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When it comes to increasing productivity, it’s important to keep your employees engaged in what they are doing while at work. There are many factors to consider to improve employee engagement. But the best place to start is with the basics, which includes the physical space and set-up of your workplace. Around the world, companies are experimenting with different ways of working with great success. The following ideas can help to guide your thinking when designing your office space.
Don’t enforce methods of working – everyone is different
Everyone has their own way of working. Generally speaking, we know our own workflow patterns. Your office should be set-up to put trust in your employees that they know how they get work done most efficiently.
When new employees come on board, don’t prescribe a workspace. Ask them to describe what works best for them. A conventional sitting desktop might be sufficient for some people. Others may prefer a standing desk. Others still might prefer the flexibility and mobility that working on a laptop provides. As much as you are reasonably able to, allow your workers to decide what spatial layout works best for them. By allowing them to decide, it will help foster employee engagement and be beneficial for the company in the long run.
In practice, this office space would look varied and dynamic. Instead of a uniform set of cubicles or open plan desks, you would expect to see many different set-ups spread throughout the space.
Use space to encourage serendipity and interaction between teams
Some of the biggest companies in the world are constructing their offices to create chance meetings between workers. This is based on the idea that face-to-face interaction and hallway conversations are a crucial part of generating new ideas.
An interactive office design creates opportunities for people with different skillsets to discuss projects. Combining different thinking styles leads to creative solutions and new innovations. Sometimes a group of people with the same skills struggling to advance a project just need a fresh perspective.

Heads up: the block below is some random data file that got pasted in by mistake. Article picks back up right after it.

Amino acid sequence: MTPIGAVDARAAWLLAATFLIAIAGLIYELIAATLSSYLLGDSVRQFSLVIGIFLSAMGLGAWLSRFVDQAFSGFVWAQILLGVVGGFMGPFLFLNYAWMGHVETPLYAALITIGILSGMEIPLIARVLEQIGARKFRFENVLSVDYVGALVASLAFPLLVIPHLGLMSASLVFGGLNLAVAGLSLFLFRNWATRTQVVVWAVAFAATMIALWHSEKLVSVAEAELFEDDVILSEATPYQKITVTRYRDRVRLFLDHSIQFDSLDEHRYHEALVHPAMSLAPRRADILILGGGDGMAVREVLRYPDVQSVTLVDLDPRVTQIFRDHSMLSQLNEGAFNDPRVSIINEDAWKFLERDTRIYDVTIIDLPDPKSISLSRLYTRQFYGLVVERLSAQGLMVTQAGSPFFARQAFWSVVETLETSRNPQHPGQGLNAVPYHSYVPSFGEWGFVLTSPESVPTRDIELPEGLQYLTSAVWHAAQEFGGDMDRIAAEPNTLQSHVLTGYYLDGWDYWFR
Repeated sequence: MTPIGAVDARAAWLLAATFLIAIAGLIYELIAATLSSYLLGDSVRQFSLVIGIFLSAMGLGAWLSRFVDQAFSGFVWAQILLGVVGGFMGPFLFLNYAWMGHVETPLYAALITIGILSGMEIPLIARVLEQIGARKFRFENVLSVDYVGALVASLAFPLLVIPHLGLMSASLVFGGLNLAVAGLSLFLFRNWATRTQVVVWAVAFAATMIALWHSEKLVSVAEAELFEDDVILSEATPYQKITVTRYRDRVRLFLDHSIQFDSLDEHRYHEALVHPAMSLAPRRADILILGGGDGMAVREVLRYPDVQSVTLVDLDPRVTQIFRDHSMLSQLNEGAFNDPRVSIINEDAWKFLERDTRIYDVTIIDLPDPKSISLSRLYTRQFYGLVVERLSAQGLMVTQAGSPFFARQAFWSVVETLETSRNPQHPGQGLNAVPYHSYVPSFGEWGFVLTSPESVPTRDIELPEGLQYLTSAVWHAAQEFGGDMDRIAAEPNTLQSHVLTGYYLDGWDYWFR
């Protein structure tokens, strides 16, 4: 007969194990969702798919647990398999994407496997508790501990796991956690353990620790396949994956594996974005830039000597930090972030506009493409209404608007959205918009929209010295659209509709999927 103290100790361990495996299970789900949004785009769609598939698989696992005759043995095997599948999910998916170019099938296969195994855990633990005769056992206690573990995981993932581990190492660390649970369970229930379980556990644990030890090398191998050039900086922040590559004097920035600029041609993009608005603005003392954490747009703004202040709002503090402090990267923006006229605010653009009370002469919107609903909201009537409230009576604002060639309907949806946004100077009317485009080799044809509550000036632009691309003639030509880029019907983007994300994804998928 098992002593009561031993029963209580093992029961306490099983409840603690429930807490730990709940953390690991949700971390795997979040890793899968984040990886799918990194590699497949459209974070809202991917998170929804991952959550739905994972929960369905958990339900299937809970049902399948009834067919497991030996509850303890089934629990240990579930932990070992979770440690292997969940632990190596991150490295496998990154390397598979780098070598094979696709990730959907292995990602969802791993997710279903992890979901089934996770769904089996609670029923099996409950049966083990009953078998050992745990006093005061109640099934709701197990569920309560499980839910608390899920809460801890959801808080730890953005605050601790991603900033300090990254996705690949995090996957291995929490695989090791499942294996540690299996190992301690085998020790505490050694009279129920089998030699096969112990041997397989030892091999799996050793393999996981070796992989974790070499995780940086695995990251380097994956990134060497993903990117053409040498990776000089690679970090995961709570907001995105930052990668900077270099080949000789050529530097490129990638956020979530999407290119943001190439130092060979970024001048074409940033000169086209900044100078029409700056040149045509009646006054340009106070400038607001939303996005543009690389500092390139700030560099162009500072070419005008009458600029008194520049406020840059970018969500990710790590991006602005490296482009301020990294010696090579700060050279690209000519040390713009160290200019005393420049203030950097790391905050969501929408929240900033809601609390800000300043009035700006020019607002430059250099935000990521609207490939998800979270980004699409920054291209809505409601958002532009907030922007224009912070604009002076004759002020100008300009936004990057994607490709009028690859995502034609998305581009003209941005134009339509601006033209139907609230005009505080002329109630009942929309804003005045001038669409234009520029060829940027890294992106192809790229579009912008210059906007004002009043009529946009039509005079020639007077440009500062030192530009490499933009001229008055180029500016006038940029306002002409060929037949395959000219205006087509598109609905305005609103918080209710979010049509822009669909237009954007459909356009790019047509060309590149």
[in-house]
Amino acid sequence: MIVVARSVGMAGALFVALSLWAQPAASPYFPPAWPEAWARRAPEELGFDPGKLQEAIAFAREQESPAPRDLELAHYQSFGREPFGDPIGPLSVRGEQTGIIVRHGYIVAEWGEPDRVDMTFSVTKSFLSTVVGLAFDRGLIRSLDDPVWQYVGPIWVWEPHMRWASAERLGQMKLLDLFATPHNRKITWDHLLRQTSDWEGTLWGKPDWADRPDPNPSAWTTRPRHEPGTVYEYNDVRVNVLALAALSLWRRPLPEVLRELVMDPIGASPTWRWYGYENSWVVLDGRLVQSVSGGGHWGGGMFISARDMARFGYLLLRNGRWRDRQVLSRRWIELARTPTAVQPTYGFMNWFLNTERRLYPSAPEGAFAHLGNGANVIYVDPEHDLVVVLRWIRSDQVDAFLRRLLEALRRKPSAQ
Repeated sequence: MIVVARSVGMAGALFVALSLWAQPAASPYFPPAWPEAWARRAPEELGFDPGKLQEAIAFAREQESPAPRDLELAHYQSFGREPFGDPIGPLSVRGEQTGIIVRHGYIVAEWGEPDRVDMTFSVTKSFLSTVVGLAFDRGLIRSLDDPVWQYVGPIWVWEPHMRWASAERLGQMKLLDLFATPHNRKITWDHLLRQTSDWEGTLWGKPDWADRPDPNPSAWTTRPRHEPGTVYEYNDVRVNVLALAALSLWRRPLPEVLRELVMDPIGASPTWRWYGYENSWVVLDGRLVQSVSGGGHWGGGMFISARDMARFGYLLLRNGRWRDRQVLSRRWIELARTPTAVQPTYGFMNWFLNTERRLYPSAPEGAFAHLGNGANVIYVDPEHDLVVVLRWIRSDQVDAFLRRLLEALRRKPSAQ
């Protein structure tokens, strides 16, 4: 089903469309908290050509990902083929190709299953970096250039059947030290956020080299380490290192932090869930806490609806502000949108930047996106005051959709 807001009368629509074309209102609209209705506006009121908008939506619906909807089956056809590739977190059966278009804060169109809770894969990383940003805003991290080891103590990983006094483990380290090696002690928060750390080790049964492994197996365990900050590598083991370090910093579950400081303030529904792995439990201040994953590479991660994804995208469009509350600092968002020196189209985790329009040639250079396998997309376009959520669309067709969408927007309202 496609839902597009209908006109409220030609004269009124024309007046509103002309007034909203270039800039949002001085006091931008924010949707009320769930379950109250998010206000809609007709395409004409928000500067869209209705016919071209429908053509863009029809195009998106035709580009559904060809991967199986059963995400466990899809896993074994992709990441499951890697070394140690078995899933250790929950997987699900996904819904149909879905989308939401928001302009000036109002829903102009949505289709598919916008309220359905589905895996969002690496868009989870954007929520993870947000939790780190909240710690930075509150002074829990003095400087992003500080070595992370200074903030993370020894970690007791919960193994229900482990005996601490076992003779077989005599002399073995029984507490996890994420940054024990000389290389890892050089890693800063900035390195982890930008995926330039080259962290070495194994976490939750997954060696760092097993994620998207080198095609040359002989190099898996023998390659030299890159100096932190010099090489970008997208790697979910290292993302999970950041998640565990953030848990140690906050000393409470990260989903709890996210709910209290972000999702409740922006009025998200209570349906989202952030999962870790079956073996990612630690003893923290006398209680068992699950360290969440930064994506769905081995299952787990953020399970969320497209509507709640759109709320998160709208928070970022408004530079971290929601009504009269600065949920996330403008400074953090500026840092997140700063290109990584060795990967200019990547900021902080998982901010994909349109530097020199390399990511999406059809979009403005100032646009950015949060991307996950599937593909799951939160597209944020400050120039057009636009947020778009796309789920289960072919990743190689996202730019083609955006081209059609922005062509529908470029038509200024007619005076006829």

In light of this, you should do whatever you can to reduce barriers to interactions between different teams. Implementing attractive shared social spaces such as break rooms are a great place to start. Also, try experimenting with seating people with different skills together. This is likely to foster productive exchanges of new perspectives and approaches.
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Use plants to enhance aesthetics and boost productivity
Indoor pot plants bring a great touch of the natural world into any office space, providing bursts of colour and freshness. But their benefits are more than just aesthetic. Some studies have shown that a concentration of plants in the workplace can actually increase productivity. As well as being pretty, they help to regulate air quality, producing fresh oxygen.
Due to these benefits, introducing plants in your office is a quick and easy way to boost productivity and employee satisfaction. A popular option is to construct a plant wall. In addition to being an efficient use of space, it makes for a bold and impressive statement piece.
Provide opportunities for leisure at work
There has been increasing importance placed on tech companies offering facilities like table tennis, pool tables, and video games at work. Some are sceptical that what works in one company is likely to work elsewhere. However, evidence suggests that offering opportunities for leisure at work helps to increase productivity.
This may seem counter-intuitive at first. When employees are at work, they should be working, right? In fact, there is an optimal allowance for leisure time around which
This has implications for how you design your office space. You should allocate some space where your employees can unwind and enjoy some time to themselves, or engage in a bit of friendly competition. These activities help to increase employee satisfaction. This, in turn, has positive effects on their productivity. The bottom line is, your employees are going to be spending hours in your office space every week. A poorly designed and uninspired space will impede productivity and harm employee engagement. With a bit of planning and imagination, you can create an office space which your employees will enjoy working in. In turn, you will reap the benefits of a more focused, productive workforce.
Cloe Matheson is a New Zealand-based freelance writer whose artistic passion extends beyond creative writing into DIY craft projects – that is, when she’s had enough flat whites. When Cloe’s not poring over her favourite books, you’ll see her strolling around their local hardware stores, looking for tools and inspiration for her next project. Discover more of Cloe’s world through her Tumblr page.